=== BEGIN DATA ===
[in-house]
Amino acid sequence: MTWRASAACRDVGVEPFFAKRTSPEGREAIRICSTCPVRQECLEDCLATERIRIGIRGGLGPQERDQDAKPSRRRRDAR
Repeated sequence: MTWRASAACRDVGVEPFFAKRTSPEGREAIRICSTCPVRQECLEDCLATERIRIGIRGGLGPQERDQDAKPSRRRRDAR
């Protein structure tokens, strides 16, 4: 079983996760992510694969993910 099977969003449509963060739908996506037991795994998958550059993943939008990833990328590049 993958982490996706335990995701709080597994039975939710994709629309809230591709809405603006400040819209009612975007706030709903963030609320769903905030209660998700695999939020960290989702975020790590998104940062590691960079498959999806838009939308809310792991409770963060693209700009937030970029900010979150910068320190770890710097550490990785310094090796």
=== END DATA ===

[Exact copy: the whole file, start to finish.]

[in-house]
Amino acid sequence: MTWRASAACRDVGVEPFFAKRTSPEGREAIRICSTCPVRQECLEDCLATERIRIGIRGGLGPQERDQDAKPSRRRRDAR
Repeated sequence: MTWRASAACRDVGVEPFFAKRTSPEGREAIRICSTCPVRQECLEDCLATERIRIGIRGGLGPQERDQDAKPSRRRRDAR
């Protein structure tokens, strides 16, 4: 079983996760992510694969993910 099977969003449509963060739908996506037991795994998958550059993943939008990833990328590049 993958982490996706335990995701709080597994039975939710994709629309809230591709809405603006400040819209009612975007706030709903963030609320769903905030209660998700695999939020960290989702975020790590998104940062590691960079498959999806838009939308809310792991409770963060693209700009937030970029900010979150910068320190770890710097550490990785310094090796």